Arts & Life, Events

Light the Night with Hope shines a light on mental health

Messages of courage and inspiration were exchanged by students at Light the Night with Hope at the Friendship Walk, Nov. 20. 

The event, which was formerly a vigil, has now evolved into a celebration and a remembrance for those who have died by suicide. It was hosted by Counseling and Psychological Services and Project OCEAN, a peer program within CAPS to educate suicide prevention and promote mental wellness.

Autumn Lewis, fourth-year public relations major and peer educator for Project Ocean, took to the microphone to uplift the crowd with positive quotes shared with Project OCEAN’s Instagram from students.

“Comparison is the thief of joy,” Lewis said. “Being happy doesn’t mean everything is perfect. It means you’ve decided to look beyond the imperfections.” 

For Lewis, Project OCEAN is personal.

“Mental health has always been something that isn’t taken seriously within my family and within my community,” Lewis said. “Me being a peer educator is a great way for me to insert myself into that conversation and make it a bigger conversation. It’s OK not to be OK. It’s OK to talk to someone about not being OK. Your mental health is just as important as your physical health.”

At one station, students picked up square fabric to write their feelings on, which will later be sewn into a flag to be hung on campus. Kind messages were written on the front of paper bags that glowed from candles placed inside. Nearby, a light-up tree had words of encouragement written on its paper leaves.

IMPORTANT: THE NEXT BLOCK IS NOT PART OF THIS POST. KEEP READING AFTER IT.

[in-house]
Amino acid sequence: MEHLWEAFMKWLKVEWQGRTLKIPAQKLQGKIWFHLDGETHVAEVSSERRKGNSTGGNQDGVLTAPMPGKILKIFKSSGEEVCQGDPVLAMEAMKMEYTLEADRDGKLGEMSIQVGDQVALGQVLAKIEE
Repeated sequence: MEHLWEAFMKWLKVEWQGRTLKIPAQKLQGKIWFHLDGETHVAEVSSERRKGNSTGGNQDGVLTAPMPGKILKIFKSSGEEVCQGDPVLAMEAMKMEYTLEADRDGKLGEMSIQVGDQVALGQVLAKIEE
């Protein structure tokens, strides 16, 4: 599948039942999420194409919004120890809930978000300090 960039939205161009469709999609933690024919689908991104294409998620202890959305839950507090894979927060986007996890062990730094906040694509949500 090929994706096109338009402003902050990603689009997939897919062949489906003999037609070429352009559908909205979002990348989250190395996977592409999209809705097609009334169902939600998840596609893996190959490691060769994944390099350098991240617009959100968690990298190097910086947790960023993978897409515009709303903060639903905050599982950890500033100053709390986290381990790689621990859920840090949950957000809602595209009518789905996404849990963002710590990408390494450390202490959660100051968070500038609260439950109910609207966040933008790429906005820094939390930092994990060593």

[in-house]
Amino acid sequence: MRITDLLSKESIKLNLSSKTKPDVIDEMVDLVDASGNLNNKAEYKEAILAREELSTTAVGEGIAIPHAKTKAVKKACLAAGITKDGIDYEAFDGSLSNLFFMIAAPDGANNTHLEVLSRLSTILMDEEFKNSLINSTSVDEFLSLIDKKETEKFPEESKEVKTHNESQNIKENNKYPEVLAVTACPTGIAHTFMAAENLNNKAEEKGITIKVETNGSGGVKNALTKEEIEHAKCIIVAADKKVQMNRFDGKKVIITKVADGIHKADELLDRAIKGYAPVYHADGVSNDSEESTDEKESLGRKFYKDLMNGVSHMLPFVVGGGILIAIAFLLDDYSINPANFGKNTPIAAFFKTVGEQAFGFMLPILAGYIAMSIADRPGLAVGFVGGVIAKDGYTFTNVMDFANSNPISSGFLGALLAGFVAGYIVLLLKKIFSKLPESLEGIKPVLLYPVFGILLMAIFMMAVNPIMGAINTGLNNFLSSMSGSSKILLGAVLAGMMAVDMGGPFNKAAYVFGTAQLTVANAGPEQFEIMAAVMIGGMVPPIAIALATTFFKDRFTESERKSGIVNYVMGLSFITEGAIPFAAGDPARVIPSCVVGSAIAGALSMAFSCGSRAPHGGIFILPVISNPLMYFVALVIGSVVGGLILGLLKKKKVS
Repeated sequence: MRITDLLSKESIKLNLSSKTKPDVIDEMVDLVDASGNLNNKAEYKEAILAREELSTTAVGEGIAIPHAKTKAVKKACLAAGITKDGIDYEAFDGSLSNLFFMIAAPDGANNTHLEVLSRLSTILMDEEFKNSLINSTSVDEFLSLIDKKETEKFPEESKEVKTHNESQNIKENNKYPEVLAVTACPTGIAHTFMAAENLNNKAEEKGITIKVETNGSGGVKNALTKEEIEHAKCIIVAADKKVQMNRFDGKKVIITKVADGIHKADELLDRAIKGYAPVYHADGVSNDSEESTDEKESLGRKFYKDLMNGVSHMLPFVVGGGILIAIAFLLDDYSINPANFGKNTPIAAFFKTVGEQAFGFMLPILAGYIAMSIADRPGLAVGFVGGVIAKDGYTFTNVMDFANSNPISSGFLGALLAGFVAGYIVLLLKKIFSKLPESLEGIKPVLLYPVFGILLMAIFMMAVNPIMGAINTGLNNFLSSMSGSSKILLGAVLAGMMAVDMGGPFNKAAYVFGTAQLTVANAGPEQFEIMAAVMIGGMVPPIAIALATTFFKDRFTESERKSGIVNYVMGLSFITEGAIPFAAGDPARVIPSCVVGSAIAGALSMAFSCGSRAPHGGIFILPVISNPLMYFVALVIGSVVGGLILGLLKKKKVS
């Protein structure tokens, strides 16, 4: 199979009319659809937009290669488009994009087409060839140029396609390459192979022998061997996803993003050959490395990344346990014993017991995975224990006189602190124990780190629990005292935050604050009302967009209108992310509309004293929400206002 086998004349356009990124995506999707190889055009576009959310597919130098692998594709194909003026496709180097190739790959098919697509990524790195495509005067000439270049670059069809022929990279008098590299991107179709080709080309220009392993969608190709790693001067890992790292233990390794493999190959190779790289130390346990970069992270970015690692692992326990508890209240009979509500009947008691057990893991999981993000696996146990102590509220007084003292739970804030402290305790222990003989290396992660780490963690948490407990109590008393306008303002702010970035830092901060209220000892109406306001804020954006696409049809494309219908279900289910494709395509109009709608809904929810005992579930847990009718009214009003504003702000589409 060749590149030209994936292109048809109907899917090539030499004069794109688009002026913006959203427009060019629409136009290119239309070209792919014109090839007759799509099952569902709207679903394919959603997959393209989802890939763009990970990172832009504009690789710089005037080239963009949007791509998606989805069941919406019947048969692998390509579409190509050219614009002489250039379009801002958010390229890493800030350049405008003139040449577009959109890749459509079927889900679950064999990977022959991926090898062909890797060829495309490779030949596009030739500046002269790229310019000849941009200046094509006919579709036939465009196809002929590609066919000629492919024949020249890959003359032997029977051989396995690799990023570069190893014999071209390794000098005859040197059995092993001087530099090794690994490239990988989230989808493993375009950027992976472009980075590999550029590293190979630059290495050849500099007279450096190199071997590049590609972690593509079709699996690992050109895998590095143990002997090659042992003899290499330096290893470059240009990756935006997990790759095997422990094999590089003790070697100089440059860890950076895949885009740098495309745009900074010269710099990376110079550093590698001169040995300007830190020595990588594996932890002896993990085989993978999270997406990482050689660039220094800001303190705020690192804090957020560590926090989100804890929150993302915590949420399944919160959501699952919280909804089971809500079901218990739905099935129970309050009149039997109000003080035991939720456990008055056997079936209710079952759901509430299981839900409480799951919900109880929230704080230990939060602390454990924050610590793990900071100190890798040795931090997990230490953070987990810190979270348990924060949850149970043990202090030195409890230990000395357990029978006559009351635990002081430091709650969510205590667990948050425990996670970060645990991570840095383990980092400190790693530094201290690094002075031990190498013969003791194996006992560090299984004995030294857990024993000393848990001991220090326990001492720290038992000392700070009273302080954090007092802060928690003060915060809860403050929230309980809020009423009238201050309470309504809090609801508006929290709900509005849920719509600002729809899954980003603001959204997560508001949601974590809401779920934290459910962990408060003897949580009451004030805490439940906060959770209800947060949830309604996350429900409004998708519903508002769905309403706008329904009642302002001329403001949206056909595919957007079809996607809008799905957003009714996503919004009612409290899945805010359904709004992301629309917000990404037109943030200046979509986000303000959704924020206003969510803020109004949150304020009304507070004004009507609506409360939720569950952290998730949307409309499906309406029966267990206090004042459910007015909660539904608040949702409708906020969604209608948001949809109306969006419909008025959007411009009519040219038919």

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Students write positive not in honor of Transgender Day of Remembrance, Nov. 20.

Paris Barraza/Daily Forty-Niner

Brenda Carranza, a third-year health science major, appreciated all the students who were in attendance to Light the Night with Hope.

“They’re pretty involved with this situation that is going on,” Carranza said. 

Beach Balance, CAPS and CSULB’s Community Clinic were just some of the services present at the event to offer information to students in need of aid.

Another student, Angelica Juan-Tapia, a first-year pre-computer science major, attended the event after seeing fliers around campus. 

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Students write inspirational messages on bags at Light the Night with Hope Nov. 20.

Paris Barraza/Daily Forty-Niner

“Mental health should be a priority for everyone,” Juan-Tapia said. “There’s a lot of good resources here on campus. A lot of students are probably afraid to go and use them and I think it’s really important that they should actually go to these resources instead of just waiting it out and hoping for the best. It’s better to get help than suffer in silence.” 

Project OCEAN will be hosting another event, Live Your Life Day, in the spring semester.

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